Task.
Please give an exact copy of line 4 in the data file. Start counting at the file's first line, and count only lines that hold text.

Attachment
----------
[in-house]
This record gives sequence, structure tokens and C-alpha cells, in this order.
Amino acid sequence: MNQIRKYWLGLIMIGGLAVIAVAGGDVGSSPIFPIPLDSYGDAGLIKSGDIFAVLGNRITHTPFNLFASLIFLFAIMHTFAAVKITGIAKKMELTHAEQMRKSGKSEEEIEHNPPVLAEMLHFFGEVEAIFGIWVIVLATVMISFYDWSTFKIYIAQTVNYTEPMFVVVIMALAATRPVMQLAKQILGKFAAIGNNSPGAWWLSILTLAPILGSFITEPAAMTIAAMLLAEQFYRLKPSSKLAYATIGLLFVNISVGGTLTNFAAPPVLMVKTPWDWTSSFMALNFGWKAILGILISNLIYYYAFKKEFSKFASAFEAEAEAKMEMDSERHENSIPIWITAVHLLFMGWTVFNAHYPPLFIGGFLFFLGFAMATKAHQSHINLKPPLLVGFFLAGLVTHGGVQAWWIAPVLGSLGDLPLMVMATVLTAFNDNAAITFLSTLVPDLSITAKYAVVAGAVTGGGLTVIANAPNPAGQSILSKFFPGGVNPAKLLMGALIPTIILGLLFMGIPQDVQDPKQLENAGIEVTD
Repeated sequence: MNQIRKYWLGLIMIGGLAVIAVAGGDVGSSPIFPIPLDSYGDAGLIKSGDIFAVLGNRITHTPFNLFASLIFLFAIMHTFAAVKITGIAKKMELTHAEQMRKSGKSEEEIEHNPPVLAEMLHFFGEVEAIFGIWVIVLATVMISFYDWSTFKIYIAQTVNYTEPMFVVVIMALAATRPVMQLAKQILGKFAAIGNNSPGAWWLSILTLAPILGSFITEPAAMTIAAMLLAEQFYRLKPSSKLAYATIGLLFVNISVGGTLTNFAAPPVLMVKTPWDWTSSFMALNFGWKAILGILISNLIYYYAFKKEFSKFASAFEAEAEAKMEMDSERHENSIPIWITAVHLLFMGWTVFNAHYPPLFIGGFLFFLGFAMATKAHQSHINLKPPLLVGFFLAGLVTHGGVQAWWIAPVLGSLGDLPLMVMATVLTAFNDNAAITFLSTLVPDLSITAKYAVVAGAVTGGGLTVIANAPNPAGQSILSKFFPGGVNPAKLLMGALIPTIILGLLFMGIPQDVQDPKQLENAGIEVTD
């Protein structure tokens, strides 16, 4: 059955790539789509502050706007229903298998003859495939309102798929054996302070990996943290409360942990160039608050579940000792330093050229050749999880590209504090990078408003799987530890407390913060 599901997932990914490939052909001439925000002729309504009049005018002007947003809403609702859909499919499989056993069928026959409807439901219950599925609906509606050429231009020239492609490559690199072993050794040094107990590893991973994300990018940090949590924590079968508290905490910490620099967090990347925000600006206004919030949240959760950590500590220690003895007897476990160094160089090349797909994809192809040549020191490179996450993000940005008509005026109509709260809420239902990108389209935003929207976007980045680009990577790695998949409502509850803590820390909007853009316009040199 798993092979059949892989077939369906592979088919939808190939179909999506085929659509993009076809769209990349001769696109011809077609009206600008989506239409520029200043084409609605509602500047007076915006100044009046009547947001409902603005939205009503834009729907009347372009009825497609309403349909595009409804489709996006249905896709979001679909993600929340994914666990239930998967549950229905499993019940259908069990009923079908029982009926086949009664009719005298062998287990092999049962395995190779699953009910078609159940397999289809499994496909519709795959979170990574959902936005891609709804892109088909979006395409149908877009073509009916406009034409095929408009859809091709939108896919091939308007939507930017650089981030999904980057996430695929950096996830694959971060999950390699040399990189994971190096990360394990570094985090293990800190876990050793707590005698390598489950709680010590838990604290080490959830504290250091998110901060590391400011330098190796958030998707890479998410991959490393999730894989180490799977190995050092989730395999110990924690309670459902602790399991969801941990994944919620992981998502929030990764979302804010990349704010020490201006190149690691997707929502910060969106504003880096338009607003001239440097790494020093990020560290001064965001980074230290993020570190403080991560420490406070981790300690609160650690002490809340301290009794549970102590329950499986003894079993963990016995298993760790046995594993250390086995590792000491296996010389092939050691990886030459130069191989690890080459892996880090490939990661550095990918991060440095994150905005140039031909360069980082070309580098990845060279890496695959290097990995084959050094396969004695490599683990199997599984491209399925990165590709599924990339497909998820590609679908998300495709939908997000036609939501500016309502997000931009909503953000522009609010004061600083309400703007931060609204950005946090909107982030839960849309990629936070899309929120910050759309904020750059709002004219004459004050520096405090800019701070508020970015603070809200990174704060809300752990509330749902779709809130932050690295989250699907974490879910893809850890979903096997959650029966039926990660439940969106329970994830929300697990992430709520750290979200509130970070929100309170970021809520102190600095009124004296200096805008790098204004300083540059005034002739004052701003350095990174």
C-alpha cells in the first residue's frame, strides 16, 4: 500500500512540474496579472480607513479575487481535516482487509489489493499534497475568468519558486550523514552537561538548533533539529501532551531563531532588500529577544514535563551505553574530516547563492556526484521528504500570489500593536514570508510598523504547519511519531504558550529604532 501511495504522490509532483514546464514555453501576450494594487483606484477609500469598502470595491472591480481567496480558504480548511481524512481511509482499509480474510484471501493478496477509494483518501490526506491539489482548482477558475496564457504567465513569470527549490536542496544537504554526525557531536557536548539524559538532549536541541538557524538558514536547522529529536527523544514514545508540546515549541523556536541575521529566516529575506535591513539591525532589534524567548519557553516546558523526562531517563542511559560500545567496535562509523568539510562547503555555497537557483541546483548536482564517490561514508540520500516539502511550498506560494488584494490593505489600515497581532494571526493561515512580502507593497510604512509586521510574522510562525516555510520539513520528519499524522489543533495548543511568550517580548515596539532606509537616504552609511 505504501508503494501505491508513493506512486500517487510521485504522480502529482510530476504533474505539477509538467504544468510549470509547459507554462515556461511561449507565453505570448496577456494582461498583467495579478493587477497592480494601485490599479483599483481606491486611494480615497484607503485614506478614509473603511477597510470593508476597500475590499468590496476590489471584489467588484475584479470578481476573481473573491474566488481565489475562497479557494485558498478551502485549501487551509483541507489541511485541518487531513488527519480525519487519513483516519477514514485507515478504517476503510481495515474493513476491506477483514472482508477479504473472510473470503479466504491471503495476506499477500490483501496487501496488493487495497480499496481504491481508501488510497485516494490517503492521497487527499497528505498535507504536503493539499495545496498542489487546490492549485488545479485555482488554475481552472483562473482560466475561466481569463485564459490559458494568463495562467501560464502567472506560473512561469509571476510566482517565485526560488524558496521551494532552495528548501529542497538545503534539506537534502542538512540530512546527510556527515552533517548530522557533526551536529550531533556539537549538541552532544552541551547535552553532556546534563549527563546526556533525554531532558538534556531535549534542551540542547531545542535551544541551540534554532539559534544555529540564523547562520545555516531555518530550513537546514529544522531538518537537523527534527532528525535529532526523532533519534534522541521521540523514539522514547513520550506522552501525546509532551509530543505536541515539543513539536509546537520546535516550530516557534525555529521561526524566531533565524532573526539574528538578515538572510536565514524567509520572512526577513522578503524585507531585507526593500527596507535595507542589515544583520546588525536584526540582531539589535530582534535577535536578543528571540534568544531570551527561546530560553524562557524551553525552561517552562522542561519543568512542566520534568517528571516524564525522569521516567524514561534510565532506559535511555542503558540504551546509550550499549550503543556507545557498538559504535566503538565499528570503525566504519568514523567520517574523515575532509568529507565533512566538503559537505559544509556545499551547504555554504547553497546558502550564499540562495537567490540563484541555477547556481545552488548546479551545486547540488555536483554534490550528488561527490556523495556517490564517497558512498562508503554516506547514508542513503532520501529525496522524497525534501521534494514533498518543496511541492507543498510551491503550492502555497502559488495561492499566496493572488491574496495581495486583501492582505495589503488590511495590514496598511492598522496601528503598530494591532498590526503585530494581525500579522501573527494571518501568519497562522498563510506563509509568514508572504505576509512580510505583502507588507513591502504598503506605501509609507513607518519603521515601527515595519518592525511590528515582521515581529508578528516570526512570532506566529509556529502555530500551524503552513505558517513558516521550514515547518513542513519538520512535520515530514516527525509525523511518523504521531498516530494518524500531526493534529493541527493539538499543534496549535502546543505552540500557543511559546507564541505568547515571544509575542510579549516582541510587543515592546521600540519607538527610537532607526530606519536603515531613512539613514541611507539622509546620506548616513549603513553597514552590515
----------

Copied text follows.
Repeated sequence: MNQIRKYWLGLIMIGGLAVIAVAGGDVGSSPIFPIPLDSYGDAGLIKSGDIFAVLGNRITHTPFNLFASLIFLFAIMHTFAAVKITGIAKKMELTHAEQMRKSGKSEEEIEHNPPVLAEMLHFFGEVEAIFGIWVIVLATVMISFYDWSTFKIYIAQTVNYTEPMFVVVIMALAATRPVMQLAKQILGKFAAIGNNSPGAWWLSILTLAPILGSFITEPAAMTIAAMLLAEQFYRLKPSSKLAYATIGLLFVNISVGGTLTNFAAPPVLMVKTPWDWTSSFMALNFGWKAILGILISNLIYYYAFKKEFSKFASAFEAEAEAKMEMDSERHENSIPIWITAVHLLFMGWTVFNAHYPPLFIGGFLFFLGFAMATKAHQSHINLKPPLLVGFFLAGLVTHGGVQAWWIAPVLGSLGDLPLMVMATVLTAFNDNAAITFLSTLVPDLSITAKYAVVAGAVTGGGLTVIANAPNPAGQSILSKFFPGGVNPAKLLMGALIPTIILGLLFMGIPQDVQDPKQLENAGIEVTD